A nature reserve renowned as one of the best places to see birdlife in the UK is 60-years-old.
Minsmere in the 1960s, picture by Eric Hosking
RSPB Minsmere nature reserve, near Dunwich on the Suffolk coast, attracts more than 100,000 visitors a year.
It was one of the first nature reserves leased to the RSPB in 1947 and its presence has helped rare birds like the marsh harrier to survive.
Visitors to the RSPB centre will be given free admission this weekend to mark the anniversary.
At the heart of Minsmere is the "Scrape" which is one the world's first artificial wetland literally scraped out of the marsh.
Several unusual beetles have been discovered at the site and the reserve boasts 1,000 different species of moths and butterflies.
Last year, a colony of rare silver-studded blue butterflies was found at the reserve.
Special events are taking place at the reserve to mark the 60th birthday.
These include free guided walks on 28 and 29 April with the chance to see bitterns, avocets, marsh harriers and nightingales.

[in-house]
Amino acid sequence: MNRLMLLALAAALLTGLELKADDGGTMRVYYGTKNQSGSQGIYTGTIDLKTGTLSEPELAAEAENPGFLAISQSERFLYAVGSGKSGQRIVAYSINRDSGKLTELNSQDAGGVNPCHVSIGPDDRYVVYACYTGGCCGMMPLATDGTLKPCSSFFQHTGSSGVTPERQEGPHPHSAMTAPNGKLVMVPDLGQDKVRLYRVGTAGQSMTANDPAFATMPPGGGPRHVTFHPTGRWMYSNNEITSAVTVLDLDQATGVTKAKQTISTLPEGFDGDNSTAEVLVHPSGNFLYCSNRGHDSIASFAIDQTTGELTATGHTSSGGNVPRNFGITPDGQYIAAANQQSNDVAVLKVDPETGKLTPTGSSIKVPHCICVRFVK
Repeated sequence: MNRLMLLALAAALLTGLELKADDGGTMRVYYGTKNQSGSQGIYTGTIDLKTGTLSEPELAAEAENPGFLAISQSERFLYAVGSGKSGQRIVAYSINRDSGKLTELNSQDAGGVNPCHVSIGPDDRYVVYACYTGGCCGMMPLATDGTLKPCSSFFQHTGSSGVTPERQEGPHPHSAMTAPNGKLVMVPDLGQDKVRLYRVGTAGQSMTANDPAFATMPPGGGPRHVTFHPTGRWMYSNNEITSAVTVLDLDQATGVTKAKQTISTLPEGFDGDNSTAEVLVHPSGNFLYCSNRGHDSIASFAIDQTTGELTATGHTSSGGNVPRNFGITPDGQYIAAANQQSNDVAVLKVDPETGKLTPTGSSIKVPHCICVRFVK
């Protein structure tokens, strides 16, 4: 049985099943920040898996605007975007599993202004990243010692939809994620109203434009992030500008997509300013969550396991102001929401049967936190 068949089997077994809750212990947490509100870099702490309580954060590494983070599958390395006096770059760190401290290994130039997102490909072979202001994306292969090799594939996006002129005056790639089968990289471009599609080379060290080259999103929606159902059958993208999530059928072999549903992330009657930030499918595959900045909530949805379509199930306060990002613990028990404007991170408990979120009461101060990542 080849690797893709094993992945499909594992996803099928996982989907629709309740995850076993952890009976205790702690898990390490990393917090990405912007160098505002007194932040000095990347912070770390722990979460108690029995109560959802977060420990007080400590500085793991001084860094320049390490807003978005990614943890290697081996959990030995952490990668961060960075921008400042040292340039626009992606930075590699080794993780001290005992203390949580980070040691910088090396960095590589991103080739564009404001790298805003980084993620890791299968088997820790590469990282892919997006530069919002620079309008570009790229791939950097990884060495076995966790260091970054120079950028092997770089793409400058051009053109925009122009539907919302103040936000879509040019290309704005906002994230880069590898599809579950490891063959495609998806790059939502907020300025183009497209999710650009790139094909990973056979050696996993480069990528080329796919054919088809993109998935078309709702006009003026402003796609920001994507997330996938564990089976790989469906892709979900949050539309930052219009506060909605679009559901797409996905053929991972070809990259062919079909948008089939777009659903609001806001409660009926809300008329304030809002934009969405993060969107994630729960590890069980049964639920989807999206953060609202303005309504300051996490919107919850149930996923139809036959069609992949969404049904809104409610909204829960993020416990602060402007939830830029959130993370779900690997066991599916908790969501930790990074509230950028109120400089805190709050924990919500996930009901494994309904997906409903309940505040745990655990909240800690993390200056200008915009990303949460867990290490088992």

Adam Rowlands, site manager at Minsmere said: "What makes Minsmere so wonderful is not just its size but also the diversity of habitats that allow so many species to flourish.
"It shows how important nature reserves are in preserving our wildlife when times are hard and in giving them a safe place from which to recover. With climate change starting to bite, such places can only become more important."
Dr Mark Avery, the RSPB's director of conservation, said: "Minsmere's record of preserving and saving the UK's wildlife has been nothing less than remarkable."